2. You will find that your eye sight is still foggy immediately after LASIK. The vision usually improves gradually over the next 6 to 8 hours.By the next day, you will be able to see well enough to perform most of your daily activities.
  3. When the effect of the anaesthetic eyedrops wears off, some patients may experience pain, tearing, burning sensation, scratchiness and/or difficulty opening their eyes, the severity of which varies from patient to patient.These symptoms usually disappear after 6-8 hours.Most patients find the discomfort mild and bearable.
  4. Healing after LASIK is usually more comfortable than with other methods of surgery as the laser removes tissue from the inside of the cornea rather than from the more sensitive surface of the cornea.
  5. You will be prescribed antibiotic and steroid eye drops as well as artificial tears to keep the eyes moist.

Overall, the surgery and post-surgery recovery is a pleasant experience for most patients.

Most patients are able to return to work a day or two later. Stabilization of vision takes a few weeks, and varies from patient to patient.

What side effects, risks and complications should I be aware of?

Like any surgery, LASIK has side effects that you need to know about and carefully consider before deciding on having the surgery. Fortunately, LASIK is a very safe procedure and most of the side effects are mild and temporary. These include redness, dry eyes, discomfort, hazy vision, fluctuating vision, haloes, glare, starbursts and light sensitivity. Over- or under-correction may occur, and additional surgery (enhancement surgery) may be required in some cases. The serious side-effects that can result in permanent loss of vision are very rare, and these include severe inflammation, infection and cornea ectasia (weakening and thinning of the cornea).

What will my vision be like after LASIK?

Imagine being able to see the face of the clock when you open your eyes the first thing in the morning. Imagine not needing to wear your glasses and contact lenses to read, drive, use the computer, swim and during other sporting activities. This is the freedom that LASIK can give you. The surgery is life-changing, and is gratifiying for both patient and surgeon.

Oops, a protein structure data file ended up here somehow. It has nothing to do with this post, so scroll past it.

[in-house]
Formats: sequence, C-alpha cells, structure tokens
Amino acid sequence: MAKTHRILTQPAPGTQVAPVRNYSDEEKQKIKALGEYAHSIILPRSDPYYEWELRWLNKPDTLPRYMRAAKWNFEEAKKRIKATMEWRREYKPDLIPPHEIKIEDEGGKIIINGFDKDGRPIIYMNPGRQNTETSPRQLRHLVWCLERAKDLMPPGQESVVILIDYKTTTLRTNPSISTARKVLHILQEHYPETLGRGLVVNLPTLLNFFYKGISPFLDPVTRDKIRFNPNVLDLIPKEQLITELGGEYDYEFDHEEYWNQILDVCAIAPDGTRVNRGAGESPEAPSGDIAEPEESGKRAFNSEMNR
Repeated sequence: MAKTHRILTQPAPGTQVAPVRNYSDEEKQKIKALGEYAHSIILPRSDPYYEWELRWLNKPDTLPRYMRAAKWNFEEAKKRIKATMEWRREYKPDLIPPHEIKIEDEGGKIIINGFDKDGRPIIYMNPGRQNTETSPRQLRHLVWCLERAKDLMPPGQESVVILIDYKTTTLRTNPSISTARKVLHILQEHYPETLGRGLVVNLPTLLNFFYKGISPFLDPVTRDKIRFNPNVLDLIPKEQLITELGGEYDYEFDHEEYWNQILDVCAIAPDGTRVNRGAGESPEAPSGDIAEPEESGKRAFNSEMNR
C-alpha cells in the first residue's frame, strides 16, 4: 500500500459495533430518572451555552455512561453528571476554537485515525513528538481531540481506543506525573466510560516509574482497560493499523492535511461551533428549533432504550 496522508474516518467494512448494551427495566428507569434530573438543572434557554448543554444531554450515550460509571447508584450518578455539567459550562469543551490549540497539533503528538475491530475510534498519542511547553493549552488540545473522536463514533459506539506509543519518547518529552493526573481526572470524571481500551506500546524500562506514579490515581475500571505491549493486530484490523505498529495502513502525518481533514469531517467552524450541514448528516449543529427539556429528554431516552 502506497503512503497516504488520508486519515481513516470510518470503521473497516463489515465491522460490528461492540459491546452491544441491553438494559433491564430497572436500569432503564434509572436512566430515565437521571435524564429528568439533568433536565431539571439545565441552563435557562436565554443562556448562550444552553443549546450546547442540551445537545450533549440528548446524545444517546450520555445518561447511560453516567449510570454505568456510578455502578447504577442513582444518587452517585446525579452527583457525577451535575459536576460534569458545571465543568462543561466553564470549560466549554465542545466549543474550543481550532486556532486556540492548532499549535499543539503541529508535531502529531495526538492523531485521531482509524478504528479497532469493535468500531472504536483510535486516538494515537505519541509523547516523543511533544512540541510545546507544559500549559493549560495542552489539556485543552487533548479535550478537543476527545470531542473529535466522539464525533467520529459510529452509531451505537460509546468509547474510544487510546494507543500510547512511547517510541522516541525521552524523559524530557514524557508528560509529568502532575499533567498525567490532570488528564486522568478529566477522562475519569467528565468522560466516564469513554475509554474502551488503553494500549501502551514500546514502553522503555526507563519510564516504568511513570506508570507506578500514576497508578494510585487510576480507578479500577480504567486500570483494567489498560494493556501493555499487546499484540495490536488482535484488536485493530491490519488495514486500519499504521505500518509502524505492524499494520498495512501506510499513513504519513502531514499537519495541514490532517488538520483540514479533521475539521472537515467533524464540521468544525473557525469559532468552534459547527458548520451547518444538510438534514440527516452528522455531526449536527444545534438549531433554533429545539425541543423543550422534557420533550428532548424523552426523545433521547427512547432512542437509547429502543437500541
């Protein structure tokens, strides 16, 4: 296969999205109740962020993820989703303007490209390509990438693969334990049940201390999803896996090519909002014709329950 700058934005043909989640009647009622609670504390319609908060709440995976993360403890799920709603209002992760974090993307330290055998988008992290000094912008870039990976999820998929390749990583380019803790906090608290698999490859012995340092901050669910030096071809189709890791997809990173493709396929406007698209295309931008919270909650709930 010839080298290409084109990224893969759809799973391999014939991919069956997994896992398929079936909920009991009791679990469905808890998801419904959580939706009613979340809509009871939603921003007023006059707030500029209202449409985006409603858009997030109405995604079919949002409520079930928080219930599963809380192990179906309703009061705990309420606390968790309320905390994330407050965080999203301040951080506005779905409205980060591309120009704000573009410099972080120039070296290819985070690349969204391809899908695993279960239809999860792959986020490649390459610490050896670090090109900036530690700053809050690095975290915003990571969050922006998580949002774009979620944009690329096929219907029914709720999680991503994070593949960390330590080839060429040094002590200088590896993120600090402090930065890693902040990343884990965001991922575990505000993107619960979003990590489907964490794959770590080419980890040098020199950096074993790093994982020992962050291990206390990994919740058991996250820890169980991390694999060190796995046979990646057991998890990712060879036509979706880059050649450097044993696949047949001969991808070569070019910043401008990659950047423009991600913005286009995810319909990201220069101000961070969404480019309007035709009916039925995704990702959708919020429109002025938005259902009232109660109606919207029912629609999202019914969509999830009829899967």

However, it is important for you to have realistic expectations when considering LASIK for yourself. LASIK allows most patients to perform their everyday tasks without glasses or contact lenses, but in some cases, these corrective aids may still be required.

Can LASIK correct presbyopia?

Standard LASIK cannot correct presbyopia, the age-related loss of near near vision due to a loss of autofocusing power of the eye. With or without LASIK, most patients will require glasses for reading after the age of 45. Some people choose a vision correction method called monovision, which leaves one eye slightly short-sighted to allow for close work, while the other eye is adjusted for distance vision. Monovison works well for many patients. Your eye doctor will help you decide if you are suitable for this.

What if I am not suitable for LASIK?

Do not despair! Alternatives to LASIK are available. Dr Cordelia Chan performs a wide variety of refractive surgical procedures that aim to give good vision, and if you are not suitable for LASIK, there are likely to be alternatives for you. In fact, for every patient, Dr Chan selects a procedure that best suits their needs, rather than to see if they fit into the criteria of just one particular procedure.

If you’re not suitable for LASIK, other options are available to you.

These include:

Eye Surgeons @ Novena, Mount Elizabeth Novena Specialist Centre
38 Irrawaddy Road #09-28 Singapore 329563
Contact: +65 66940400,